We often get asked what beach plants do well in a coastal situation.
Having just returned from a week on the southern Oregon coast, I had the time and opportunity to see for myself, and am happy to share some good options.
Here in western Oregon we have what is usually referred to as a Mediterranean climate, meaning mild winters and warm, dry summers.
As any gardener here knows, the possibilities to grow interesting, unique, and fabulous plants here are nearly endless. On the coast, there are three additional important factors to keep in mind that might make beach plants and coastal gardening challenging.
To my mind, these factors render coastal conditions even truer Mediterranean than our more forgiving inland version.
The three factors of the coastal challenge: High, frequent winds
1. High and frequent winds
2. Often sandy, fast-draining soils
3. Salt – both in the air, and often in the groundwater
Because of the less extreme temperature fluctuations near large bodies of water, you can also often push your boundaries with beach plants a little more than you can farther inland, which is always fun! 🙂 As a result of this, you will, for example, see Phormiums of a size you hardly ever see in Portland.
And, I bet coastal gardeners have never even heard of a “Phormium winter”, like we experience here, from time to time, when all our lovingly tended New Zealand flax dies.
This Phormium is in bloom, which is another feature we don’t often see in Portland. And, it is of an entirely different proportion than their inland brothers and sisters.
The windy coastal conditions creates a need for screening. Here, the evergreen density of Escallonia is put to work to create shelter from the howling gales and breezy barrages so often experienced on seaside properties.
Climbing roses, Bergenia, Agapanthus, Sedums, Zauschneria, Cistus and ornamental grasses accompany the dark foliage of the ornamental cherries anchoring this coastal cottage garden.
There is a decidedly California flair over this seaside, streetside garden – Leucadendron, Parahebe perfoliata, Phormium, ornamental grasses, Ilex, etc. The large Rhododendrons in the background give a nod to a more traditional Oregon plant palette.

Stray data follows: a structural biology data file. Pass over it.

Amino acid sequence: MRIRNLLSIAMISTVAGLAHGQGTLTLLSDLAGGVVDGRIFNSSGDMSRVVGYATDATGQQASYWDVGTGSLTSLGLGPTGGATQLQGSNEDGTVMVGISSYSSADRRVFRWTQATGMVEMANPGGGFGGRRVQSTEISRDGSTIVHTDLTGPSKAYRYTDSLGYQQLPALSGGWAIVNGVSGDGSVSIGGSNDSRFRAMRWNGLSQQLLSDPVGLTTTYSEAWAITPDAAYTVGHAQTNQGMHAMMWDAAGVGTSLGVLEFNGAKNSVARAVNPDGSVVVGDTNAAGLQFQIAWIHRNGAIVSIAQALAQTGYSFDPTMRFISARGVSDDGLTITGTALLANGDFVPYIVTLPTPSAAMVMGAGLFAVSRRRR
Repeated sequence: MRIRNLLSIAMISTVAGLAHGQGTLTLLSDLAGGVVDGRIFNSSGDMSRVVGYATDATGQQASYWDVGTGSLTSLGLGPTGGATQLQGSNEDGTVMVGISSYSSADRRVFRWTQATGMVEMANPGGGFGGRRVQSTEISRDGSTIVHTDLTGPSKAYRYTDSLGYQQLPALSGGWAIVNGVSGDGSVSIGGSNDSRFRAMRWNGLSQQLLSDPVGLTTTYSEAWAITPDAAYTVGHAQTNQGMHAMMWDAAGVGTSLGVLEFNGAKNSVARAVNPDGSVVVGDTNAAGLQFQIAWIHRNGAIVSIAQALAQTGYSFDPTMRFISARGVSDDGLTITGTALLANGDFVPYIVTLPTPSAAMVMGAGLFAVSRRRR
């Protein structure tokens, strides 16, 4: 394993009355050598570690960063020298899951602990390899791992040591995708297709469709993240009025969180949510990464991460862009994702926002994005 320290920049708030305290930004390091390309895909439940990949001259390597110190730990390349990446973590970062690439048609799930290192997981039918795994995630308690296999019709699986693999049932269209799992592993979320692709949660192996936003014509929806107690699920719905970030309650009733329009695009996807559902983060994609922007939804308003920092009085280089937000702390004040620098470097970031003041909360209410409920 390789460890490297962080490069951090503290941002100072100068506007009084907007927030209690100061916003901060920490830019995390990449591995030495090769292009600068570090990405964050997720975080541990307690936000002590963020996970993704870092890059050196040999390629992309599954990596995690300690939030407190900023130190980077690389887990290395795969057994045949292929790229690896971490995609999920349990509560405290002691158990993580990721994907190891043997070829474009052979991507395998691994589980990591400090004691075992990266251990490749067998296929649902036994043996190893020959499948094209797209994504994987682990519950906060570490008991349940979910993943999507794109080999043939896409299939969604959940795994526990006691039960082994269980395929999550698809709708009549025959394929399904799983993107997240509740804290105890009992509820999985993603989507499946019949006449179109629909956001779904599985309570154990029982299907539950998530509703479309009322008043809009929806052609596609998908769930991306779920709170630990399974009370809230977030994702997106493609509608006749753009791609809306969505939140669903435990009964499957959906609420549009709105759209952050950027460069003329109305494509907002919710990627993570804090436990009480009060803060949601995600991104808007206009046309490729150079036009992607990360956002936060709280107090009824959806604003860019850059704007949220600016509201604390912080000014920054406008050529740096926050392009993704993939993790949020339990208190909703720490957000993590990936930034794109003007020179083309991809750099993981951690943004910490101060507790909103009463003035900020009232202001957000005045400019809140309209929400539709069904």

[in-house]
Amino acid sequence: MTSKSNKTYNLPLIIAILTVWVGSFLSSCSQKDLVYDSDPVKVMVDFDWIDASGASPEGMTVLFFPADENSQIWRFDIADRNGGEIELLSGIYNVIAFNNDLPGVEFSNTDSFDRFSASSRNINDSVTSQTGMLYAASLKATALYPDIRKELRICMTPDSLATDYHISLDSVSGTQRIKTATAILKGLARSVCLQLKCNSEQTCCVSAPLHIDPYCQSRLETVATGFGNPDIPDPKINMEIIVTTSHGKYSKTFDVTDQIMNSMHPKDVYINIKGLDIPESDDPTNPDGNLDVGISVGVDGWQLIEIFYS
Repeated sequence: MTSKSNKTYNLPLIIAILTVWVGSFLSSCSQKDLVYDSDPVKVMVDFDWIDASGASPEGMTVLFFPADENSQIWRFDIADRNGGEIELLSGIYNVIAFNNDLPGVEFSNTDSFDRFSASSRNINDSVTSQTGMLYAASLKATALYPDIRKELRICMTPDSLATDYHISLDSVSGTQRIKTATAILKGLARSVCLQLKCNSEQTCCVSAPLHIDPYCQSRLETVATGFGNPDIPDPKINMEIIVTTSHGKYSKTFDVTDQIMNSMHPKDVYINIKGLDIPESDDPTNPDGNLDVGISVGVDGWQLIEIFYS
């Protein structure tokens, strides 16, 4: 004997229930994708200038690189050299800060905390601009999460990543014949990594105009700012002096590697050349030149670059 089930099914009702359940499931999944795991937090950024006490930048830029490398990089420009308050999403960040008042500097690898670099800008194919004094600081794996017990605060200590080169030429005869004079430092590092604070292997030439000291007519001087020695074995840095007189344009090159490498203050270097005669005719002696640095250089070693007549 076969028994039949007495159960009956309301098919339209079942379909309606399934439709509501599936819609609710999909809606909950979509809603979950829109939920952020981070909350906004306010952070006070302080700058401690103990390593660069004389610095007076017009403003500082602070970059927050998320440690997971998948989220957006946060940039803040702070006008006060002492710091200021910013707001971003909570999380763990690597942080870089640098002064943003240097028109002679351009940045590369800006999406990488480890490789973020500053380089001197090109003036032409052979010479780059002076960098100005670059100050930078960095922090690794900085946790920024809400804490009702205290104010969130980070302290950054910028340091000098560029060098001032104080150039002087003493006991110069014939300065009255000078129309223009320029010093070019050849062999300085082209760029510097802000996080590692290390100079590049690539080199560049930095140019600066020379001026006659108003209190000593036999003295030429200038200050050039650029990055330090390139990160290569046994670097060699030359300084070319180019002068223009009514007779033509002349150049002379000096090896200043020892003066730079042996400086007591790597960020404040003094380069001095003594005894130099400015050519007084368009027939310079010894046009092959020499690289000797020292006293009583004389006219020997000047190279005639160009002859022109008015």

Hebes is a great, popular alternative – here seen with a wind whipped Pine. The general rule of thumb when it comes to Hebe varieties is that the smaller the leaf, the hardier they are.
6. Coastal Hebes
And, since you can push the envelope in milder coastal climates, you can get away with using the showier, larger-leaved varieties. Hebes are evergreen and bloom for a long time, with white, pink, or purple blossoms and are quintessential west coach beach plants.
7. Erigeron and Agapanthus
Erigeron is a tough, pretty, mounding plant that blooms for a long time with small, daisy-like flowers. Here placed in front of a row of Agapanthus.
Succulents are a fantastic option! Agaves, Sedum, and Sempervivum all perform fantastically. Here is the hot pink Delosperma planted with pink Seathrift (Armeria) that has mostly finished blooming.
9. Sedums and Sempervivums
These incredibly exposed wild succulents were growing on a vertical rock face out in the ocean. I snapped the photo during low tide. I wouldn’t have been able to go near it otherwise. These are a mix of Sedums and Sempervivums.
Eucalyptus offers a perfect, evergreen tree for fast-draining soils. The leaves might turn red when heat stressed.
Conifers often do well on the coast. Junipers, Pines and Cypresses are common. Here is the free-form silhouette of a conifer paired with a more formally clipped broadleaf evergreen shrub, and the sky blue rounds of the Agapanthus.
12. Exposed Pines
These exposed Pines put up a constant battle against the Western winds of the Pacific Ocean. As you can see, wind is a major factor in seaside gardens. Use the lee side of your house to your advantage, to cultivate your less sturdy plants.
The dramatic foliage of an Echium is a great attribute to any garden, but be sure to put it in a less windy spot, to ensure its towering flowers do not collapse.
Rosemary does phenomenally well on the coast. After all, it is a Mediterranean plant in a very Mediterranean climate.